Morada Middle School Wins Garrett Morgan Sustainable Transportation Competition

Mineta Transportation Institute-sponsored event featured Secretary of Transportation Ray LaHood.
April 4, 2012
San José, CA

A team from Morada Middle School, Stockton CA, has won the Garrett Morgan Sustainable Transportation Competition, which was sponsored by the Mineta Transportation Institute, an affiliate of San Jose State University. Morada’s team, sponsored by Caltrans District 10 liaison Marcela Anderson and teacher Aaron Saas, created a project for a hybrid school bus that used fuel from grass clippings. Caltrans engineers Perfecto “Pat” Robledo and Homer Zarzuela mentored the students, whose presentation earned a $1,000 cash award for their classroom.

The event was broadcast over the Caltrans network, which connected the competition sites for live streaming. This allowed US Transportation Secretary Ray LaHood to address the students from Washington DC, where he took questions from each of the seven finalist teams. Retired Secretary of Transportation Norman Mineta also addressed the group, as did Caltrans Director Malcolm Dougherty in Sacramento. A video of the broadcast is available at

Team representatives will travel to San Jose in June to receive their award at a banquet attended by national and state transportation leaders. Last year, the banquet’s special guests included Assistant Secretary of Transportation Polly Trottenberg, former Deputy Secretary of Transportation Morton Downey, Secretary Mineta, several Caltrans officials, and transportation industry executives. Students have their photos taken with the officials.

Judges noted that the Morada team stated their problem and solution very well, that the students showed excellent follow-through, and that they applied the solution to a transportation mode they knew well – school buses. The project also demonstrated that the fuel sources were readily available, and the students understood that the buses would require financing and marketing.

“This year’s competition was quite challenging,” said Rod Diridon, executive director of the Mineta Transportation Institute. “Each of the teams had a strong project, and they were well prepared. The scores were the closest we’ve ever seen, so the Morada Middle School students have every right to be proud of their success. They beat some very tough competition.”

Second place was awarded to Edna Brewer Middle School, Oakland CA, with its car powered by solarsensitive ink and bovine methane. They were sponsored by Caltrans District 4 and Alfonso Miles, with teacher Amy Martinez.

Other finalists included Monument Middle School, Rio Dell CA, sponsored by Caltrans District 1 and Emma Cleveland, with teacher Sheryl Steiner; Redland Middle School, Rockville MD, sponsored by the American Public Transportation Association and Cheryl Pyatt, with teacher Kimberly McLurkin; St. Callistus School, Garden Grove CA, sponsored by Orange County Transportation Authority and Stella Lin, with teacher Joy Martin; and two teams from Tupelo Middle School, Tupelo MS, sponsored by the American Association of State Highway Officials and Linda Clifton and Monica Russell, with teacher Julia Smith.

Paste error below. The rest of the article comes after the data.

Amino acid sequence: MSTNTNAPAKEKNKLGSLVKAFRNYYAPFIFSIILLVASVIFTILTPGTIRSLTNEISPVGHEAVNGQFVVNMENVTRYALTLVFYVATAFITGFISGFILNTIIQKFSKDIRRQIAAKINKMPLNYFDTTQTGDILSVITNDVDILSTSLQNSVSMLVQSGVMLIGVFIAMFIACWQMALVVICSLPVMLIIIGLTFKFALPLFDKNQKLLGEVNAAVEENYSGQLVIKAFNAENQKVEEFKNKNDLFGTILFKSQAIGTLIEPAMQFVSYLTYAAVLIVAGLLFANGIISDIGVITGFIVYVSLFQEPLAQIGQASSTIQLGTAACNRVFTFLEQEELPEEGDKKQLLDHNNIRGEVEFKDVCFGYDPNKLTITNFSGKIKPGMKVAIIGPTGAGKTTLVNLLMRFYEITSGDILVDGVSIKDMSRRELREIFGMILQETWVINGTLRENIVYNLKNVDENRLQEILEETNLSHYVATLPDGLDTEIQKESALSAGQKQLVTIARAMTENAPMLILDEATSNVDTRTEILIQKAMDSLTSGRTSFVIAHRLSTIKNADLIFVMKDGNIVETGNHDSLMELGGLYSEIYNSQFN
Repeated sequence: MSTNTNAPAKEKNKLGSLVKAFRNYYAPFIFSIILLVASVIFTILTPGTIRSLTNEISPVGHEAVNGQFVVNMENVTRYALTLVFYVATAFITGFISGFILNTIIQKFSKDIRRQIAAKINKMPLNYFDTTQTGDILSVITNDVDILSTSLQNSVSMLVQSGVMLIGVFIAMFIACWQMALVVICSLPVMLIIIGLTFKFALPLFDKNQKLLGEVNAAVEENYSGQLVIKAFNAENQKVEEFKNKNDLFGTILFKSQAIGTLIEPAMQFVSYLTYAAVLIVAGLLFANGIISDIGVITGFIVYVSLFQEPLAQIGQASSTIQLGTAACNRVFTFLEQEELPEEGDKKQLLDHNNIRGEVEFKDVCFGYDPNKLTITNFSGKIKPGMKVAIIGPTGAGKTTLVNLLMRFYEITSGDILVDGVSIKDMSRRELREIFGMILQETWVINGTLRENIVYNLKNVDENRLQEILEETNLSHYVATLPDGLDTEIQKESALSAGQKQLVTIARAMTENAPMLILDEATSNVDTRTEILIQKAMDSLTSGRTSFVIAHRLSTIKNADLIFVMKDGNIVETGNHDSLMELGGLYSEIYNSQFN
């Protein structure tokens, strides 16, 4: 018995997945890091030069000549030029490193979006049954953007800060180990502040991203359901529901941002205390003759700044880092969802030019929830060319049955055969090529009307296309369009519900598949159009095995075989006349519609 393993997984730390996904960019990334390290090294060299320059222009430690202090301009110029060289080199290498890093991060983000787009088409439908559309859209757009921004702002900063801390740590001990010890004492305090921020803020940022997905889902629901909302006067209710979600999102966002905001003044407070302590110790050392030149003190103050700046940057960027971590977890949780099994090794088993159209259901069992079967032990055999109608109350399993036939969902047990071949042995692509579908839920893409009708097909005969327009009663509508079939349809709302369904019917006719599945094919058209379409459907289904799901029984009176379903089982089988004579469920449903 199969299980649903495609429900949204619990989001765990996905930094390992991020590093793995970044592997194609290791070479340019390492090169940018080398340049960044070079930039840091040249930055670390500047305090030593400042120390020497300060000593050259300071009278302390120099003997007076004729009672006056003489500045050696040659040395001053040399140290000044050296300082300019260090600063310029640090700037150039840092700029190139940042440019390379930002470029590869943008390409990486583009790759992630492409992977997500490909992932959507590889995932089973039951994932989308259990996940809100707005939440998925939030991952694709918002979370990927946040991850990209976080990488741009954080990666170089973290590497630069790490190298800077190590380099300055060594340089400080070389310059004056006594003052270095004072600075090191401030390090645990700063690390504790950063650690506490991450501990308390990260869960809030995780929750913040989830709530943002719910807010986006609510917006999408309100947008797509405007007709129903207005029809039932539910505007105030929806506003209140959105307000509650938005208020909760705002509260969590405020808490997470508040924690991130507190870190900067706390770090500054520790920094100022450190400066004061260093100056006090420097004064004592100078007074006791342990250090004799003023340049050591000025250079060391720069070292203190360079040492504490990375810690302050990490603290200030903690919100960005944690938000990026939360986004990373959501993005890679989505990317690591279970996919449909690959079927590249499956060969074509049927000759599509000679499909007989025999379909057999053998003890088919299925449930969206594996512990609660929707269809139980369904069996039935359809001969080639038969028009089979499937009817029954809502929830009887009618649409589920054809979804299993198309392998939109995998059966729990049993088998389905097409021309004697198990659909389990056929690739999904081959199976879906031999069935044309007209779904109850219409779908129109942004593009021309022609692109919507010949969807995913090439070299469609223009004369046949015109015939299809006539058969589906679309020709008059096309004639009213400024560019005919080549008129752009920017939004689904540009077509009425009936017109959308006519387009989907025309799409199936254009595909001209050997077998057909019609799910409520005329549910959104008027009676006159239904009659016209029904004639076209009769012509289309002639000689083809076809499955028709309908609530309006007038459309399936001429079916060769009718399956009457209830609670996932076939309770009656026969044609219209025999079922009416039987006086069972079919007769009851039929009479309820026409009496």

Each year members of the Mineta Transportation Institute (MTI) Board of Trustees sponsor middle school classes around the country for a sustainable transportation study unit. The curriculum is developed by faculty at San José State University’s College of Education, and the students create a sustainable transportation project based on what they have learned. The project is presented at a national videoconference competition featuring the US Transportation Secretary and other transportation leaders. The competition is named for Garrett Morgan, the son of former slaves, who went on to become a successful businessman in Ohio. He was the award-winning inventor of the gas mask and the first practical traffic signal. The MTI program is a complementary element of the US Department of Transportation’s Garrett A. Morgan Technology and Transportation Futures Program.


The Mineta Transportation Institute (MTI) conducts research, education, and information and technology transfer, focusing on multimodal surface transportation policy and management issues, especially as they relate to transit. MTI was established by Congress in 1991 as part of the Intermodal Surface Transportation Efficiency Act (ISTEA) and was reauthorized under TEA-21 and again under SAFETEALU. The Institute has been funded by Congress through the US Department of Transportation’s (DOT) Research and Innovative Technology Administration, by the California Legislature through the Department of Transportation (Caltrans), and by other public and private grants and donations, including grants from the US Department of Homeland Security. DOT selected MTI as a National Center of Excellence following competitions in 2002 and 2006. The internationally respected members of the MTI Board of Trustees represent all major surface transportation modes. MTI’s focus on policy and management resulted from the Board’s assessment of the transportation industry’s unmet needs. That led directly to choosing the San José State University College of Business as the Institute’s home.